Ginnie Mae played a crucial role in stabilizing the housing industry between 2008 and 2012, yet the organization continues to be understaffed and underfunded, at a disservice to the American people. Ginnie Mae's role in the housing industry — and, in fact, in the American economy — is far too important to allow it to deteriorate for the sole purpose of political gamesmanship. Politics has no place at the table when it comes to supporting affordable housing for the American public.
Prior to 2008, Freddie and Fannie answered only to their stockholders. After the subprime meltdown of 2007-2008, the GSEs entered conservatorship under the Federal Housing Finance Agency. The debate still rages as to if and when that conservatorship should end. Ginnie Mae, on the other hand, answers directly to the Department of Housing and Urban Development. It falls under HUD's budgetary scrutiny and restraint, even though it is a wholly owned corporation of the federal government. As a result, Ginnie Mae is consistently underfunded and underrepresented at the proverbial table when it seeks the resources necessary to carry out its mission of making affordable housing available to several groups of Americans who need that assistance.
I respectfully call upon all interested parties to raise their voices in support of an independently structured Ginnie Mae. And I call upon the new administration and Congress to release Ginnie from the budget and supervisory constraints imposed by HUD oversight. It is time to separate Ginnie Mae from HUD. It is time for the federal government to recognize its importance to the housing industry and provide access to adequate funding.
Ginnie Mae has some key similarities to the government-sponsored enterprises, and some critical differences. All three organizations provide much-needed liquidity to the housing markets but unlike Ginnie, Freddie and Fannie are far riskier. This is because the GSEs are responsible for credit risk, whereas Ginnie provides catastrophic insurance against only principal and interest risk to the bond buyers. Thus, Ginnie provides a much-needed cash injection, as well as stability, to a sector of the home buying market that needs it the most, namely, first time home buyers through the Veterans Affairs and Federal Housing Administration programs.
While traditional mortgage applications crashed and foreclosures reached historical highs, Ginnie Mae worked to provide historic levels of liquidity to a market impacted by the conservatorship of the GSEs. Ginnie Mae increased its liquidity capabilities through its outreach to global markets. In time, investors came to favor Ginnie Mae-issued securities — in large part because of an explicit government guarantee protecting those securities (in contrast to the implicit guaranty accompanying a GSE security).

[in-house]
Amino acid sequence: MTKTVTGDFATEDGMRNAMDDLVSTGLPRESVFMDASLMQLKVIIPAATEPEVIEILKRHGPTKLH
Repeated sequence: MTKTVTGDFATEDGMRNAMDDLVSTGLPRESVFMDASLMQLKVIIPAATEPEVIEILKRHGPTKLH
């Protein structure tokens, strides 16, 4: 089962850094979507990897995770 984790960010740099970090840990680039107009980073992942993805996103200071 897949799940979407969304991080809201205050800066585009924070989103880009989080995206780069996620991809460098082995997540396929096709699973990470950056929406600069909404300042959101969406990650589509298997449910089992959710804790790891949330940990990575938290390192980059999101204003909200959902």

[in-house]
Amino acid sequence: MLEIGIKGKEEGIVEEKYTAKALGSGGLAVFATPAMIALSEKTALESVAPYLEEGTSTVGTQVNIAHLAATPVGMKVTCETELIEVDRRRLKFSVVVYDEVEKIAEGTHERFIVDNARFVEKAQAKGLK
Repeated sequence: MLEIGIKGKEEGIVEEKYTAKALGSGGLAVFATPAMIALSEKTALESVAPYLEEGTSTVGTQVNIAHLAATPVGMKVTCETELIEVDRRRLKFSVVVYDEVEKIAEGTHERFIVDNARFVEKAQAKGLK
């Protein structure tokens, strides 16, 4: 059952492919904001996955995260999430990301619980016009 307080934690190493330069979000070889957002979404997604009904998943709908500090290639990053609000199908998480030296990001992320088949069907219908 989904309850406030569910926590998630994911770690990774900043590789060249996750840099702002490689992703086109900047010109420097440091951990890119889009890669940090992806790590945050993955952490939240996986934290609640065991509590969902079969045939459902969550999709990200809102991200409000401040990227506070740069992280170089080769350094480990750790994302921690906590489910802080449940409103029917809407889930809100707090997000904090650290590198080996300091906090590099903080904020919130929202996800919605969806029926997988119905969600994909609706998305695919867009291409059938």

Today, Ginnie Mae backs two-in-five American home loans, making it larger than Freddie Mac. In 2015, the agency returned $2.2 billion to American taxpayers. And yet, according to a recent study by an outside auditor, Ginnie Mae is understaffed and underfunded. The report notes that the agency is home to a staff of 130, and supplemented by well over 500 outsourced contractors. Nevertheless, Ginnie continues to successfully make credit available in an otherwise tight marketplace.
Ginnie's repeated pleas for a more adequate budget and more resources have been consistently and repeatedly denied by the Department of Housing and Urban Development. Why?
The risks of continuing down this path are much larger than many realize. Investors are now becoming concerned with Ginnie's lack of resources to effectively monitor and oversee its $1.7 trillion portfolio. If not properly addressed, we could eventually experience a loss of confidence from both the domestic and global secondary markets. Any failure, or even downsizing, of Ginnie Mae could have a dramatic impact on the market, including a loss of liquidity available to support some of the most vulnerable homebuying markets, such as FHA and VA borrowers.
The housing and real estate industry, one of the primary drivers for the entire U.S. economy, is being restrained in its recovery by public policy. But almost nobody is speaking up about it.
Although Freddie Mac and Fannie Mae, both government-sponsored enterprises, are now household names for their roles in securitizing mortgages, fewer people know and understand the role of Government National Mortgage Association. They should.
I call upon the largest advocates in the mortgage industry, Mortgage Bankers Association, National Association of Home Builders, National Association of Realtors and any associations concerned with the availability of credit to less-privileged Americans, to speak up on the matter. If these institutions are serious about affordable housing, they cannot deny that Ginnie Mae represents the best means to that end.
Joseph Murin is a former President of Ginnie Mae.